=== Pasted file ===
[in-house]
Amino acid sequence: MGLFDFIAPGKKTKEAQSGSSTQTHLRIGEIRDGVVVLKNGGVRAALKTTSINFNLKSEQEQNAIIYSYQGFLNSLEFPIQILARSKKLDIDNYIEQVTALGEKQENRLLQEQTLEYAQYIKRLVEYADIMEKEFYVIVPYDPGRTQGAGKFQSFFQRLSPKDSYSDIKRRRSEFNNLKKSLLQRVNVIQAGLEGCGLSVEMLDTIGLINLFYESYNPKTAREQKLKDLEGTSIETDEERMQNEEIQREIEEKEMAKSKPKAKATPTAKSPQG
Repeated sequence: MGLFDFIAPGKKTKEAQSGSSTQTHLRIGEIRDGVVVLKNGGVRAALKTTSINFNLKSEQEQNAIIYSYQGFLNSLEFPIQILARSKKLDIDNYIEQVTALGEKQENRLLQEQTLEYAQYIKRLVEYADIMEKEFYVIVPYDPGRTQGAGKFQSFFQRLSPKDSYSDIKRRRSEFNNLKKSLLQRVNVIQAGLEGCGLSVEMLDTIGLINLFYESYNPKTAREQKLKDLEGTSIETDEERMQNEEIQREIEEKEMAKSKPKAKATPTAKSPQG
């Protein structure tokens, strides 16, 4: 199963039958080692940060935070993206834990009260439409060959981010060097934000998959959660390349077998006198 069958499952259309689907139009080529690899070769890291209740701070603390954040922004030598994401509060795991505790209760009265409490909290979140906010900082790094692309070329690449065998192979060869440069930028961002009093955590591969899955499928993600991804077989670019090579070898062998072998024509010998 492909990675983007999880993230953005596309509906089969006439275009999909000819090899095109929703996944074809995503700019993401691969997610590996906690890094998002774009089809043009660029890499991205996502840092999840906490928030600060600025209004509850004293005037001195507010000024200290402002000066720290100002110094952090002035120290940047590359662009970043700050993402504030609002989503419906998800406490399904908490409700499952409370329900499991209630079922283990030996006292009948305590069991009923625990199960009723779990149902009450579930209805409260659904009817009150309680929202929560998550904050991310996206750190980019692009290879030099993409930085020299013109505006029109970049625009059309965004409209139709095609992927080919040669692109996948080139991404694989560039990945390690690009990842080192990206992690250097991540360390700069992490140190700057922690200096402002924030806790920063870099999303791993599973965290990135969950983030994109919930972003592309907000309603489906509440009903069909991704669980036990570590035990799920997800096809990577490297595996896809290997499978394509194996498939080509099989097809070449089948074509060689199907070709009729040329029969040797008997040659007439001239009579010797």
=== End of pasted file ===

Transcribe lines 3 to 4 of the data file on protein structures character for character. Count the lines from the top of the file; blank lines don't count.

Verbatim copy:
Repeated sequence: MGLFDFIAPGKKTKEAQSGSSTQTHLRIGEIRDGVVVLKNGGVRAALKTTSINFNLKSEQEQNAIIYSYQGFLNSLEFPIQILARSKKLDIDNYIEQVTALGEKQENRLLQEQTLEYAQYIKRLVEYADIMEKEFYVIVPYDPGRTQGAGKFQSFFQRLSPKDSYSDIKRRRSEFNNLKKSLLQRVNVIQAGLEGCGLSVEMLDTIGLINLFYESYNPKTAREQKLKDLEGTSIETDEERMQNEEIQREIEEKEMAKSKPKAKATPTAKSPQG
């Protein structure tokens, strides 16, 4: 199963039958080692940060935070993206834990009260439409060959981010060097934000998959959660390349077998006198 069958499952259309689907139009080529690899070769890291209740701070603390954040922004030598994401509060795991505790209760009265409490909290979140906010900082790094692309070329690449065998192979060869440069930028961002009093955590591969899955499928993600991804077989670019090579070898062998072998024509010998 492909990675983007999880993230953005596309509906089969006439275009999909000819090899095109929703996944074809995503700019993401691969997610590996906690890094998002774009089809043009660029890499991205996502840092999840906490928030600060600025209004509850004293005037001195507010000024200290402002000066720290100002110094952090002035120290940047590359662009970043700050993402504030609002989503419906998800406490399904908490409700499952409370329900499991209630079922283990030996006292009948305590069991009923625990199960009723779990149902009450579930209805409260659904009817009150309680929202929560998550904050991310996206750190980019692009290879030099993409930085020299013109505006029109970049625009059309965004409209139709095609992927080919040669692109996948080139991404694989560039990945390690690009990842080192990206992690250097991540360390700069992490140190700057922690200096402002924030806790920063870099999303791993599973965290990135969950983030994109919930972003592309907000309603489906509440009903069909991704669980036990570590035990799920997800096809990577490297595996896809290997499978394509194996498939080509099989097809070449089948074509060689199907070709009729040329029969040797008997040659007439001239009579010797």